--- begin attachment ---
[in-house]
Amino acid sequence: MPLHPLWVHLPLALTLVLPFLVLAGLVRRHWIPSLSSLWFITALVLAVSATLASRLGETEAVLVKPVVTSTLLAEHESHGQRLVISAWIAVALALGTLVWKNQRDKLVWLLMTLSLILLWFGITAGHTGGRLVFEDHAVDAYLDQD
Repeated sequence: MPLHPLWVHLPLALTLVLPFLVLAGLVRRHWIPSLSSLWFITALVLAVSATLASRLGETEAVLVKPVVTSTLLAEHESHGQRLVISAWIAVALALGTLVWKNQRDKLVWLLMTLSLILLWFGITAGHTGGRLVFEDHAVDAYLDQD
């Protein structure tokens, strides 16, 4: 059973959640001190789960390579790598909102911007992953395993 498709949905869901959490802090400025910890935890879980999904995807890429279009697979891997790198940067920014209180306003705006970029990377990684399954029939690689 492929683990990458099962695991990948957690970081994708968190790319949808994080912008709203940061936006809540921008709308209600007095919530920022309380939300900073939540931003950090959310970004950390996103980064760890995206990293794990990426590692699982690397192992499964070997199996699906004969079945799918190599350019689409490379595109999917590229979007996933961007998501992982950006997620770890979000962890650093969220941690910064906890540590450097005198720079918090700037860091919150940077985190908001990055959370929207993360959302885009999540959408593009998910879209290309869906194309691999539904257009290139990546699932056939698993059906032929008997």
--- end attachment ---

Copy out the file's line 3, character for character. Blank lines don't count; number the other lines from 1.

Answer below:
Repeated sequence: MPLHPLWVHLPLALTLVLPFLVLAGLVRRHWIPSLSSLWFITALVLAVSATLASRLGETEAVLVKPVVTSTLLAEHESHGQRLVISAWIAVALALGTLVWKNQRDKLVWLLMTLSLILLWFGITAGHTGGRLVFEDHAVDAYLDQD